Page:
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NEW YORK (TheStreet) -- Berkshire Hathaway's (BRK.A) - Get BRK.A Report  $37.2 billion acquisiton of aerospace equipment producer Precision Castparts (PCP) , the company's largest ever, hasn't curbed CEO Warren Buffett's enthusiasm for deal-making.

"I have to refill the kitty a little bit, but I will be looking every day, I promise you that," the billionaire investor said Tuesday in New York. "And if I find something that makes sense, I will move."

The Precision Castparts deal, which has yet to be completed, eclipses even Berkshire's purchase of Burlington Northern railroad in 2009. It positions Buffett to benefit from a surge in plane sales as airline executives seek to add more fuel-efficient aircraft, like the upgraded single-aisle Boeing 737 MAX and Airbus A320neo, to their fleets. Indeed, Boeing boosted its 20-year forecast for commercial jet sales to 38,000 in July, an increase of 3.5%. 

The aerospace purchase will temporarily end Berkshire's search for an "elephant," Buffett told CNBC in a telephone interview in early August. "We'll be left with over $40 billion, probably, of cash when we get all through," he said, noting that Berkshire plans to borrow about $10 billion and use about $23 billion of cash on hand. He said Tuesday the company's cash position is still larger than he prefers.

Buffett was in New York for his annual lunch with the winner of a charity auction for the GLIDE Foundation. This year's top bid of $2.3 million was submitted by Chinese gaming executive Zhu Ye, who described the event as a dream come true. Buffett, however, said he may get more out of the meal than his companion, with whom he looked forward to discussing China, where he has factories and other investments.

Slowing growth in that country, the world's second-largest economy, has roiled global markets in recent weeks, especially when combined with speculation about the whether the Federal Reserve will raise interest rates this month. The central bank cut them to around zero to bolster the economy during the financial crisis of 2008 and hasn't raised them since.

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Buffett is confident the economy can handle higher rates, but said he had no idea whether the Fed will actually raise them.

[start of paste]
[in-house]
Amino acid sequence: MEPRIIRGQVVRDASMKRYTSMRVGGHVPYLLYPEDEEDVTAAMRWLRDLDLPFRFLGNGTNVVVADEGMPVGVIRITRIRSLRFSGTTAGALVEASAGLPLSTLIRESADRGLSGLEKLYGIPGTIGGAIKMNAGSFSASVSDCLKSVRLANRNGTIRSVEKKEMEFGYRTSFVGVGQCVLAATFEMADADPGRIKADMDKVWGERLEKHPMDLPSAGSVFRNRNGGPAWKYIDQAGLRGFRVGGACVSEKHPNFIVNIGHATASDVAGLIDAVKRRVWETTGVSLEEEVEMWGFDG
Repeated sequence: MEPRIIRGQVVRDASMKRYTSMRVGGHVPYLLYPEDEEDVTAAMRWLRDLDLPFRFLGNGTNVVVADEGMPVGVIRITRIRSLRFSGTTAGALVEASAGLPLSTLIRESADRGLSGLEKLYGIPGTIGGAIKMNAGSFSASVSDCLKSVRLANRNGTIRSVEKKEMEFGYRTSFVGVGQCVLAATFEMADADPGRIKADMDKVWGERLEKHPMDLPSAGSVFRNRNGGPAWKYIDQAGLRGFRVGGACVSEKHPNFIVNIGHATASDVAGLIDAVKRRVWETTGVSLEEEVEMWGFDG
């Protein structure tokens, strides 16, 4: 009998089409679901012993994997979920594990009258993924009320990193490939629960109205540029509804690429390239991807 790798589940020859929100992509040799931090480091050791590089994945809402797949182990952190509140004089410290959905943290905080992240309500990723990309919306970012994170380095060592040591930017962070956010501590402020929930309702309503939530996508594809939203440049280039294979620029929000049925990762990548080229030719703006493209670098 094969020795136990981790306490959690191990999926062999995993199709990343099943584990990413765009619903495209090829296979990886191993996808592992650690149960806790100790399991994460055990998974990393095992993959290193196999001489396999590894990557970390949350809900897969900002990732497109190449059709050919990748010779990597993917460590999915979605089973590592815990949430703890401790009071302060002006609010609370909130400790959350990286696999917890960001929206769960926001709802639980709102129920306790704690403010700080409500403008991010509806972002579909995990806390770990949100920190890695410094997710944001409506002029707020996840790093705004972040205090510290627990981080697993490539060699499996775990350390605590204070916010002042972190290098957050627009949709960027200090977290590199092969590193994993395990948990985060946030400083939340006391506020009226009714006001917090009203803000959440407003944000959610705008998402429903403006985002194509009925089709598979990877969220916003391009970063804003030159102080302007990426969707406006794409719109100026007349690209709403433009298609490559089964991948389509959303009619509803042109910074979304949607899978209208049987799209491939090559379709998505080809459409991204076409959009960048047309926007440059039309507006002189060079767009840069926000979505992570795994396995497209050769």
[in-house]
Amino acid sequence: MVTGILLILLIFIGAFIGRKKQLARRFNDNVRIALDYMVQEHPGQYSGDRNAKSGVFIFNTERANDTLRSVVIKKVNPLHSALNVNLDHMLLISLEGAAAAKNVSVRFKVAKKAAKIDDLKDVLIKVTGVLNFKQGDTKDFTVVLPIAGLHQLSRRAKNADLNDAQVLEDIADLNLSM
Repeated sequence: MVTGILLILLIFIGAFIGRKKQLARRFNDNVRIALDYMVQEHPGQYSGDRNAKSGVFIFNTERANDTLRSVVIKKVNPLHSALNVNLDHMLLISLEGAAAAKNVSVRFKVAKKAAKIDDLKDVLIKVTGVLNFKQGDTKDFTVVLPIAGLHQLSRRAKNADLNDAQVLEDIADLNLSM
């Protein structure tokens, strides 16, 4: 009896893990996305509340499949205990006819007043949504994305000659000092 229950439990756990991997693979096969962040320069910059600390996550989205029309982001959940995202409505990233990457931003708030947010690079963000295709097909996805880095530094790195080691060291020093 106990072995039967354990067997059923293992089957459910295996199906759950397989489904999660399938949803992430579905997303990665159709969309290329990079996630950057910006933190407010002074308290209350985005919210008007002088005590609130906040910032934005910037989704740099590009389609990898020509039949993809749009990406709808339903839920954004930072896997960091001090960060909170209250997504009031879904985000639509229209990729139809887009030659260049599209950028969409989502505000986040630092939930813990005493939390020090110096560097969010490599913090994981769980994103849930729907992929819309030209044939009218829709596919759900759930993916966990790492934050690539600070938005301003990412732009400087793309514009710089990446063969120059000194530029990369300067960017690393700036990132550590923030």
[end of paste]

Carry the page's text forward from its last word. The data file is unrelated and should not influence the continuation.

"I have never bought or sold a stock, I have never bought or sold a company where what the Fed is doing or is likely to do entered into my calculations," he said.

Buffett, who turned 85 in August, is celebrating his 50th year at the helm of Berkshire Hathaway. Beginning with a hedge fund, he and longtime partner Charlie Munger built a sprawling conglomerate that operates businesses from clothing to automobile insurance, and holds stock in companies from Phillips 66 (PSX) - Get Phillips 66 Report to Wells Fargo (WFC) - Get Wells Fargo & Company Report and Coca-Cola (KO) - Get Coca-Cola Company Report

During that period, Buffett's market prowess earned him the nickname of "the Oracle of Omaha," and his investments of $5 billion in Goldman Sachs (GS) - Get Goldman Sachs Group, Inc. (GS) Report and $3 billion in General Electric (GE) - Get General Electric Company (GE) Report   gave both companies a boost during the depths of the financial crisis.

As for how he celebrated his birthday, "I just took a deep breath and found out I was still alive at 85 and decided I'm just going to keep doing that every day for a long time," he said.

Tuesday's luncheon, at the Smith & Wollensky steakhouse in midtown, marked the 16th year Buffett has worked with San Francisco-based GLIDE, which provides meals, counseling and medical testing to the city's homeless. The event was the brainchild of Buffett's first wife, Susie, in 2000. Since then, the auction has raised nearly $18 million, drawing bids as high as $3.5 million.

Bidding for the lunch, offered through eBay (EBAY) - Get eBay Inc. Report Giving Works, started at $25,000 and was conducted during the first week in June.

"GLIDE helped me understand just how much a life can be transformed by unconditional love and some real material help," Buffett said in the statement. "Nobody who's donated to GLIDE has ever felt shortchanged. They always get their money's worth."